A baba is standing meditating in the holi Salinadi river during the one month Swasthani festival in the village of Sankhu.
Women performing rituals during the month long Swosthani festival in the village of Sankhu. Most of them are dressed in red for this occasion.
Women all dressed in red are throwing rice during a ritual during the Swasthani festival in Sankhu.
Woman performing a ritual during the Swosthani festival on the banks of the holy Sali Nadi river in Sankhu while her child is watching.
People having fun with a swing (Ping) along the banks of the Vishnumati River in Kathmandu
Children playing with a Dashain swing near a village along the road from Nagarkot to Sankhu in Kathmandu valley.
Bamboo swings are constructed in many parts of Nepal as a way of celebration. They are called ‘ping’ in Nepali.
A ping will be constructed a week before Ghatasthapana and dismantled after the festival of Tihar. They are especially famous with children, but adults are also seen playing on the swings.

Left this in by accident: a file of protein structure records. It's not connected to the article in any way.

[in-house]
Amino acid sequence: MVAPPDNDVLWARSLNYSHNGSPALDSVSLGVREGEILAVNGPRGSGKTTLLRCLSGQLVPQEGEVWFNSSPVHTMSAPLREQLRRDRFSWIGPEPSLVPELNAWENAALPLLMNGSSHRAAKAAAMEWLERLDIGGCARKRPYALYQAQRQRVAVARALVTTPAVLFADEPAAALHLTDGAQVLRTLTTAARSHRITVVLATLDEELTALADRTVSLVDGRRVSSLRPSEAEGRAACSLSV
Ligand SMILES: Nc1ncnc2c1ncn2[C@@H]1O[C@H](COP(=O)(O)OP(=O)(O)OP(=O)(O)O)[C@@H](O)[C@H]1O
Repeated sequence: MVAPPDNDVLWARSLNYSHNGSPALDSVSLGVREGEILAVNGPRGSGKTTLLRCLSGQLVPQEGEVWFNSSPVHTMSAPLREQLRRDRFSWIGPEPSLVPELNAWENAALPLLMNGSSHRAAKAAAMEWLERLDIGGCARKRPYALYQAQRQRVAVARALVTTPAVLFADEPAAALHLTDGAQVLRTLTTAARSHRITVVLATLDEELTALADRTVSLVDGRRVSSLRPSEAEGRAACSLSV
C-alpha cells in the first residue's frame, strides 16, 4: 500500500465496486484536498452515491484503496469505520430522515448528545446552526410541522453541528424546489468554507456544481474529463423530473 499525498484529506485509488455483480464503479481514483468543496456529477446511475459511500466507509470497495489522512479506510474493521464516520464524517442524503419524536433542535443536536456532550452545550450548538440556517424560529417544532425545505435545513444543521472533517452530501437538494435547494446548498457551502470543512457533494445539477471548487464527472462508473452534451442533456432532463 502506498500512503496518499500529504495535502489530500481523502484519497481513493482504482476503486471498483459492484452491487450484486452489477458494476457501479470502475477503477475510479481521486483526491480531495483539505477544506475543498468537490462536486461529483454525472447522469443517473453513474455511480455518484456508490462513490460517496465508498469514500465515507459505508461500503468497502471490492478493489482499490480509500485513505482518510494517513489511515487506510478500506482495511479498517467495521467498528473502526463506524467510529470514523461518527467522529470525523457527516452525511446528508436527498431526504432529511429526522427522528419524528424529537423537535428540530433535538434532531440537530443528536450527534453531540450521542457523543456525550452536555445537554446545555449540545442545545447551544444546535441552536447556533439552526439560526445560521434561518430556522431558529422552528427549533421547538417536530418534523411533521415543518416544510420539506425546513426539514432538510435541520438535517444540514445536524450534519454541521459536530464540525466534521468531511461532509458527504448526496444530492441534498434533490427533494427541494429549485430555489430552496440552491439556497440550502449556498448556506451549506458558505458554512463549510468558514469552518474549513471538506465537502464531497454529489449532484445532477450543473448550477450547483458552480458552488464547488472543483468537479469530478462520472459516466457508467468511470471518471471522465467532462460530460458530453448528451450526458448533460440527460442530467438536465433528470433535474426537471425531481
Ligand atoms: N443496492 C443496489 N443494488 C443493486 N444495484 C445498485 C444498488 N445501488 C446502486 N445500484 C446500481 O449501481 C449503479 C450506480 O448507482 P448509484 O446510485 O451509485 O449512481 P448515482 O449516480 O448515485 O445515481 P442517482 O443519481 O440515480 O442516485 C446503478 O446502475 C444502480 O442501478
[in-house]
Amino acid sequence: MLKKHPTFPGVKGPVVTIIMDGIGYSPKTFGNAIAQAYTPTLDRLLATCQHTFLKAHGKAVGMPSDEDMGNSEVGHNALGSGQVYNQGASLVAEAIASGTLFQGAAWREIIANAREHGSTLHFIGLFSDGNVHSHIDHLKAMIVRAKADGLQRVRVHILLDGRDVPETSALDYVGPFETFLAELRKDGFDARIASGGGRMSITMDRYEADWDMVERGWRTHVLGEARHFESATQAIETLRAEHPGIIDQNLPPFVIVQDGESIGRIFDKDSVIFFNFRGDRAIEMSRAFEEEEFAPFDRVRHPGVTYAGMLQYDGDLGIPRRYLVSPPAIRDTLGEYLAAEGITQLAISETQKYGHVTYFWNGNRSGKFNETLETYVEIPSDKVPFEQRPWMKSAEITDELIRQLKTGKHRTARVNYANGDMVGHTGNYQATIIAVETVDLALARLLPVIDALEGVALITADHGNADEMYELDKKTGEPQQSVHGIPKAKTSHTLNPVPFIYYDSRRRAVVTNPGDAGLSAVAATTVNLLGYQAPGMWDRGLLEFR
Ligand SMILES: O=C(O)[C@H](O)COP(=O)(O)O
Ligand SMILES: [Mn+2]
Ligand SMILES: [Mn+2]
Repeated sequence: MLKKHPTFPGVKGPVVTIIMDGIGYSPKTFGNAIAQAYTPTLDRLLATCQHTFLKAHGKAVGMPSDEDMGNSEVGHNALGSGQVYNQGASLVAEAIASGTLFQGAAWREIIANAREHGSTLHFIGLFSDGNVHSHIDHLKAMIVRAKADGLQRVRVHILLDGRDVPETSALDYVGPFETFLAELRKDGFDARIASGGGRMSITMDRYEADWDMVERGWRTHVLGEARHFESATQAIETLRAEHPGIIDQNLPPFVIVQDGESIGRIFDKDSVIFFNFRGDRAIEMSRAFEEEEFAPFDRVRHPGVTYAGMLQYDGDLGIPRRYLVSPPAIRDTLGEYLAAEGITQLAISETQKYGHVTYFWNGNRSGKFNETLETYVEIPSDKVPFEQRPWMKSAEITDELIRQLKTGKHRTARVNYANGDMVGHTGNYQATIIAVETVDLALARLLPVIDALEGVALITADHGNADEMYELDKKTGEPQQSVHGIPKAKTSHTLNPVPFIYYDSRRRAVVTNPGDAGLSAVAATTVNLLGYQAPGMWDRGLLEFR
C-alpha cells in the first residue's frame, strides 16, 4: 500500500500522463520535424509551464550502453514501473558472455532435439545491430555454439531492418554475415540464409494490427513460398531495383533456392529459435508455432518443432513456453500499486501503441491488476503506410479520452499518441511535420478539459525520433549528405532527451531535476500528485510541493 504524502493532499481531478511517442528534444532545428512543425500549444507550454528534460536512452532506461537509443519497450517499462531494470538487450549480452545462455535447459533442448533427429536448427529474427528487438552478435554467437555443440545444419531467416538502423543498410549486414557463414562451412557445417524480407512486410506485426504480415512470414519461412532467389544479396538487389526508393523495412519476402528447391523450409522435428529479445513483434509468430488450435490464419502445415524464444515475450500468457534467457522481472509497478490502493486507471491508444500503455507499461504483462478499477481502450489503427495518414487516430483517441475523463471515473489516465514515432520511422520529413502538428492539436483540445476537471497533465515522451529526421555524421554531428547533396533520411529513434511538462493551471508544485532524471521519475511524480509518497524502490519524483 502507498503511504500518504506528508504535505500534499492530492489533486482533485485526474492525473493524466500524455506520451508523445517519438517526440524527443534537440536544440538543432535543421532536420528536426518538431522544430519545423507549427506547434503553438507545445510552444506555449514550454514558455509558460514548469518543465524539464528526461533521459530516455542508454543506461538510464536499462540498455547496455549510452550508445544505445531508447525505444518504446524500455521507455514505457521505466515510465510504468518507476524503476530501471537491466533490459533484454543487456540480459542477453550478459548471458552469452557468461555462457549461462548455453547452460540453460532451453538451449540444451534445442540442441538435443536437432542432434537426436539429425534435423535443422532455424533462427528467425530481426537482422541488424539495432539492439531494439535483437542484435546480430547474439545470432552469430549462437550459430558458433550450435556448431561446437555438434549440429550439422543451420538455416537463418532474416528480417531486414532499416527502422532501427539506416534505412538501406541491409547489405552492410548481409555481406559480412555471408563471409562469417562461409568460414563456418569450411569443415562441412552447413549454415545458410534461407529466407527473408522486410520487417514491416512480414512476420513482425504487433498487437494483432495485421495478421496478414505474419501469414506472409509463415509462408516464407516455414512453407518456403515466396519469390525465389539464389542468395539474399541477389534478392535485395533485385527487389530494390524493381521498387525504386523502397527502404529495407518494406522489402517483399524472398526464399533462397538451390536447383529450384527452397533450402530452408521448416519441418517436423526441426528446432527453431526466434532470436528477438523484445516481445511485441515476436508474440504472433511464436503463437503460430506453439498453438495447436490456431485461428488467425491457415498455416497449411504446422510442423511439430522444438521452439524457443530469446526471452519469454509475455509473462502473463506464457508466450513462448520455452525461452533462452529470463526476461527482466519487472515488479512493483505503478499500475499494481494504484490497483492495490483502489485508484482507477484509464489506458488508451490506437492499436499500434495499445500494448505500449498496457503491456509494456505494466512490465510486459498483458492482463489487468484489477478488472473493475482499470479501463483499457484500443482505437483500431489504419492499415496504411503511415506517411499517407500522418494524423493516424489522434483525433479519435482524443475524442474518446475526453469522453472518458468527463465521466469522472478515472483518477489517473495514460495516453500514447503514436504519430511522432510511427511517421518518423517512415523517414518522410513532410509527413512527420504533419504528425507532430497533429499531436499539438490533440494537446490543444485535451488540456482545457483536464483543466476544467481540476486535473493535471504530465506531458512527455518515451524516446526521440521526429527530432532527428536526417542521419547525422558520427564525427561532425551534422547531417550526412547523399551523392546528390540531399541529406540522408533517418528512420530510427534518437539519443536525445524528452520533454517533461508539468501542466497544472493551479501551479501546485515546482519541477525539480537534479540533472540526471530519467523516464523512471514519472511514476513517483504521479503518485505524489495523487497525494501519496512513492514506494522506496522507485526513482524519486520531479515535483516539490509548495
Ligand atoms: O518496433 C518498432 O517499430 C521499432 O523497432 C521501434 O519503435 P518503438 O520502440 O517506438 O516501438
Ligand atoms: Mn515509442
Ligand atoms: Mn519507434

Nepali boy and girl buying bananas at Ason chowk. They have a tika on their forehead, given by their parents on the occassion of Vijaya Dashami, Dashain festival.
Tika and jamara
(Dashain) Tika is made of rice grains mixed with red vermillion powder into a paste form by mixing curd. The result is put on the forehead as auspicious mark and blessings.
Similarly, Jamara is the seedlings of barley grown at specially anointed altar at home that is put behind the ears as the auspicious item of goddess Nawa Durga Bhawani.
It is customary for the Hindus to receive Tika and Jamara from their seniors on the occasion of Vijaya Dashami.
Car being worshipped with navapatrika (nine plants- banana, dadim (Pomegranate), dhanko bala (rich stalk), haledo (turmeric plant), manabriksha, kachuki, belpatra (wood apple), ashok, and jayanti) on Maha Nawami, the ninth and one of the main days of Dashain festival.
The same applies to this motor cycle
Crowded Patan Durbar Square during festivities on the occassion of Dashain festival in Nepal
Of course this picture has been taken before the 2015 earthquakes which destroyed a lot a beautiful historic buildings.
Kites fill the air above Kathmandu
During the Dashain festival many children (and adults as well) can be seen flying kites. Kite flying is a popular activity around Dashain.
One reason for flying kites is the believe that kites send a message to Indra (god of rain) to stop the rain. It is also believed that kites bring prosperity to the family, are a way to contact your ancestors or guide souls to heaven.
Besides that it is a good and funny way to pass the time during the holidays.
Large crowds gathering at Durbar Square in Kathmandu for the Indra Jatra festival and the blessing of the king by Kumari, the living goddess.